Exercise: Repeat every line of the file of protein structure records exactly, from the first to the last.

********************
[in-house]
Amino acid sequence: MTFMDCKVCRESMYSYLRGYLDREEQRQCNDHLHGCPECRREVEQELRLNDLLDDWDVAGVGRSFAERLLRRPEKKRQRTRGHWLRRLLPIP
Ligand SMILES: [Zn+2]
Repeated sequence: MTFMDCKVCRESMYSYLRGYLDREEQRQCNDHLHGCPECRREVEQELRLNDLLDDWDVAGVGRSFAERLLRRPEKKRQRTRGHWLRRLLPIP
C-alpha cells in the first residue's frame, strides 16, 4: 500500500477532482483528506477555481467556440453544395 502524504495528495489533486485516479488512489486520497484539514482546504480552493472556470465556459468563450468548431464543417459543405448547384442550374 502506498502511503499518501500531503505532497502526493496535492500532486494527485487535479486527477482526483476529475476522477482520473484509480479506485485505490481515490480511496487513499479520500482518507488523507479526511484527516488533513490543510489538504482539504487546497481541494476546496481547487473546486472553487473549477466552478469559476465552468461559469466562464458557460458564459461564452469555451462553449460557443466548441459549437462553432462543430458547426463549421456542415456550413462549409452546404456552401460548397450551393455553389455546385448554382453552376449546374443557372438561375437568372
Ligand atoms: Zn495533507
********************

[in-house]
Amino acid sequence: MTFMDCKVCRESMYSYLRGYLDREEQRQCNDHLHGCPECRREVEQELRLNDLLDDWDVAGVGRSFAERLLRRPEKKRQRTRGHWLRRLLPIP
Ligand SMILES: [Zn+2]
Repeated sequence: MTFMDCKVCRESMYSYLRGYLDREEQRQCNDHLHGCPECRREVEQELRLNDLLDDWDVAGVGRSFAERLLRRPEKKRQRTRGHWLRRLLPIP
C-alpha cells in the first residue's frame, strides 16, 4: 500500500477532482483528506477555481467556440453544395 502524504495528495489533486485516479488512489486520497484539514482546504480552493472556470465556459468563450468548431464543417459543405448547384442550374 502506498502511503499518501500531503505532497502526493496535492500532486494527485487535479486527477482526483476529475476522477482520473484509480479506485485505490481515490480511496487513499479520500482518507488523507479526511484527516488533513490543510489538504482539504487546497481541494476546496481547487473546486472553487473549477466552478469559476465552468461559469466562464458557460458564459461564452469555451462553449460557443466548441459549437462553432462543430458547426463549421456542415456550413462549409452546404456552401460548397450551393455553389455546385448554382453552376449546374443557372438561375437568372
Ligand atoms: Zn495533507